This question has been around FOREVER. You can find it discussed on gardening blogs, physics forums, and yes, the pages of the Old Farmer's Almanac. I personally don't think there's much of a question here: sometimes you dig a hole and fail to gather up all of the dirt that you scattered about and it seems like you've got too little, other times, (because you're probably digging a hole to put something in it) you fill your hole back up and there seems to be too much. But maybe I'm just a kill-joy. [Editors note: Sometimes Sam is a kill-joy. Other times he's just a party-pooper.]
However, this whole question of planting by the moon is "as old as dirt," according to Janice Stillman, editor of the Old Farmer's Almanac. The basic idea, she says, is that traditionally people believed that one should plant root crops when the moon is waning [going from full to new] and above-ground crops when the moon is waxing [going from new to full]. This belief "dates back to the ancients, and even the earliest almanacs dating back to the Egyptians were astrological," she explains.
However, if you try to practice evidence-based gardening, you should know that it doesn't seem that anyone has really studied this in a controlled trial; probably because the science-y-est of the of science-y feel this is a silly question. That doesn't mean its not worth doing—Stillman says its a great way to "learn to observe" the natural cycles around us—and hey, it can't hurt.
"I've had something that's been bothering me for a while, it has to do with this e-vo-lution and i was just thinking about, the other day, we was talking about shahks and they ain't changed much in a long time. But I'm under the impression that every generation of shahk that comes out or anything else for that matter, you got yourself, some of 'em, that are wicked suited to the environment that they was born in. And there's some of 'em that wahnt. And when you got an environment doesn't change much, then the ones that are most successful id be the ones that haven't mutated or nothin'. Dey ain't changed. So is that e-vo-lution in that situation or is there some other word for that? That's what I been wonderin'."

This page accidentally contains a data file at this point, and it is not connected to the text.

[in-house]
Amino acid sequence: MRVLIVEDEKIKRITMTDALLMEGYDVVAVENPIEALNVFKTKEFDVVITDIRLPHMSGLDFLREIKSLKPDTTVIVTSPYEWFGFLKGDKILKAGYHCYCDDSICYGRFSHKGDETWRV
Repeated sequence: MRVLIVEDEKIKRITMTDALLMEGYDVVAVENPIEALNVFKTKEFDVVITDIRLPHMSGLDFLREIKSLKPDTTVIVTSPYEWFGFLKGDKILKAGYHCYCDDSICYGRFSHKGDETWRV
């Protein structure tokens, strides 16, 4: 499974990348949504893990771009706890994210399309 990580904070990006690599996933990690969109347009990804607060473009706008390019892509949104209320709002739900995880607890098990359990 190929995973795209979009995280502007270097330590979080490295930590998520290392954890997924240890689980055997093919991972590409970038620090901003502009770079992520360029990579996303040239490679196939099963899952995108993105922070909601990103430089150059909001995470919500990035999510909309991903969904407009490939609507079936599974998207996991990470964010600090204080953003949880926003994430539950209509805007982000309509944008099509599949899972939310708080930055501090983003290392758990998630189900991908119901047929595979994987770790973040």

- Bennett in Belfast, Maine
[Editor's note: we really tried to capture the essence of this question in writing, but we strongly recommend listening to the audio for the full effect.]
Well, it took our panel about 5 minutes to get on the same page with this question, simply because Bennett's spectacular (perhaps, somewhat enhanced?) Maine accent led two of us to believe he was asking about "shacks:" as in the small out-building used to store tools or boil maple syrup. This question on its own is reason enough to listen to this week's episode, by the way.
However, we did eventually get back on track. The consensus is that Bennett was, in part, correct. Sharks haven't had to change quickly because their environment has changed fairly slowly. However, Chris Martin (again, as an "ologist" he gets to act as our resident devil's advocate) pointed out that there are obvious and dramatic examples of how sharks have evolved since their Devonian roots. Just think of the hammerhead shark's dramatic face-blades. If that's not an argument for the power of evolution, I don't know what is.
All of this is to say, that one can say that while sharks *are* incredibly ancient, they are *not* totally unchanged by time. In the words of one shark researcher, "Dating back at least 425 million years ago, sharks are among the oldest surviving vertebrate groups. But as we have seen, the popular conception of sharks as creatures that have somehow sidestepped the processes of evolution and arrived in our time virtually unchanged is pure bunk."
Oh, and if you'd like to hear about how shacks haven't really evolved much, you should listen to the podcast.